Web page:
2021 GMC Yukon AT4 Off-Road Driving and Towing: Long Term Report 3

gmc yukon Full Overview

It’s always good when we get to this point in the life cycle of a long-term test vehicle and have nothing serious to report. Such is the case with our award-winning 2021 GMC Yukon AT4 2021 ATV. After 9 months on the road and more than 16,000 miles, the Yukon is still rock solid, and we’re just as enamored with the vehicle today as we were the day it was left.

During the first six months we spent a lot of time with a trailer in tow. With 355 hp and 383 lb-ft of torque from the 5.3-liter V-8 engine and a respectable towing capacity of 8,200 pounds, the Yukon AT4 proves to be a capable towing rig. The one area we’re not so sure about is the adjustable air suspension when towing. The system has a number of positive features, the most useful of which is automatic load balancing and the ability to raise and lower the height of the vehicle when connected. On the flip side, there are several small quibbles we’ve encountered that we feel we need to address.

The same automatic load leveling capabilities that we enjoy on the road have on many occasions made it difficult to disconnect, especially when the trailer is not level with the vehicle, as it will continue to adjust even when the vehicle is turned off. We also have the setting activated that automatically lowers the vehicle to the lowest entry level when placed in Park. This is fine, except when trying to hitch a trailer. We wish there was an easy way to lock the air suspension when towing, as it would be very helpful to have full control of the suspension without the vehicle doing anything automatically. Also, we got a strange error message when towing a side by side on our utility trailer. The full load was about 5,000 pounds with about 500 pounds of curb weight, well within the Yukon’s limits. Upon arrival in the desert and disconnected from the trailer, the vehicle flashed “Height adjustment unavailable, air suspension overloaded.” It took several miles of driving and key cycles to get this to work and allow us to bump into the higher off-road suspension settings. We hadn’t seen this before, and haven’t since, so we’ll keep an eye out for it in the final quarter.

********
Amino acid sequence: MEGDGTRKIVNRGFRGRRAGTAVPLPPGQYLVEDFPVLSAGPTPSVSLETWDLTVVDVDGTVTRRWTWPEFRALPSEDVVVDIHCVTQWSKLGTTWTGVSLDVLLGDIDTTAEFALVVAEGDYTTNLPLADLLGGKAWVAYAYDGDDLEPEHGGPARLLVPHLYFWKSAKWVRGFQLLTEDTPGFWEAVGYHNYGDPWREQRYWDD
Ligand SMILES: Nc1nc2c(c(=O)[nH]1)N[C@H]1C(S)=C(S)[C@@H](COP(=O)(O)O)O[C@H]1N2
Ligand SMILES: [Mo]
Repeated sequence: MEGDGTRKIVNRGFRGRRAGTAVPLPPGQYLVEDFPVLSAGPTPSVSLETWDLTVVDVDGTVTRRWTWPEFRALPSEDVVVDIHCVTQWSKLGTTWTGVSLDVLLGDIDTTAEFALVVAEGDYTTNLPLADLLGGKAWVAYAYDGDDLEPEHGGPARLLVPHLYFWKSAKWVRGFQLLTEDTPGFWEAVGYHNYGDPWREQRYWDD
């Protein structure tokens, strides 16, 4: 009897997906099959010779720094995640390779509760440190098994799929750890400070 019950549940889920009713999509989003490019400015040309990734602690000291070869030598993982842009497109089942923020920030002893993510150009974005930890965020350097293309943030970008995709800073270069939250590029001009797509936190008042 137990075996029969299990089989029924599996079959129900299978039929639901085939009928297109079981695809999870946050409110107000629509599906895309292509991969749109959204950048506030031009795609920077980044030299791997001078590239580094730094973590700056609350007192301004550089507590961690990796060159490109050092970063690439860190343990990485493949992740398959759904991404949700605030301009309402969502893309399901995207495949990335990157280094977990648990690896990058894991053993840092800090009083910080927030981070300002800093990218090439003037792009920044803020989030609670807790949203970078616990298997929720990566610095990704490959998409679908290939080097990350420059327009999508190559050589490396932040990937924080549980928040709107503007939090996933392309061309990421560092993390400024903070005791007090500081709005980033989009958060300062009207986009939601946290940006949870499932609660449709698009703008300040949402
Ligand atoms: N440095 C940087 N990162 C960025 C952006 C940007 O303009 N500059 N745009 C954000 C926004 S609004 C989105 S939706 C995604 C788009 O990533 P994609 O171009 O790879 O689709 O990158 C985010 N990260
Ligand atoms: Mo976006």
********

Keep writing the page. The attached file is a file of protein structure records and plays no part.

Speaking of the 2021 GMC Yukon AT4’s air suspension, we drove some incredible off-road tracks this quarter and had a chance to use all of the vehicle’s off-road hardware. With the Yukon’s transfer case moved to the low range, we were able to raise it to the highest suspension setting, yielding an impressive 34.5-degree approach angle, 22-degree break angle and 10 inches of ground clearance. We waded through two feet of water, drove through soft sand, climbed steep hills, crossed rock-strewn riverbeds and blasted down graded roads. About the only thing we didn’t do was hardcore rock crawling…for obvious reasons.

We still appreciate the Yukon AT4’s electronic rear limited-slip differential, which works quite well when traction starts to wane. Selecting the “off-road” drive mode (the Yukon AT4 has Normal, Tow/Tow, Off-Road, and Sport drive modes) improves throttle mapping and transmission shifting when the going gets rough. And the Yukon AT4’s standard hill control is certainly useful for those who choose to use it. Like most off-road vehicles equipped with air suspension, we’ve noticed that the Yukon AT4’s ride quality degrades significantly the higher it’s raised (it’s still better than most, though, thanks to the active ride control dampers). While the extra 2 inches of ground clearance is nice when driving over large obstacles, we’ve found the normal ride height to be the most comfortable for most general off-road scenarios. Unfortunately, it looks like we’re going another year with no chance of snow or mud on the west coast. While we’re confident in the Yukon’s snow capabilities, we’d do our best to avoid deep mud holes, but that’s more of a personal preference anyway.

What’s hot, what’s not

  • Warm: Gorgeous styling continues to attract attention, 5.3-liter V-8 engine is very powerful, all seven seats are comfortable for full-grown adults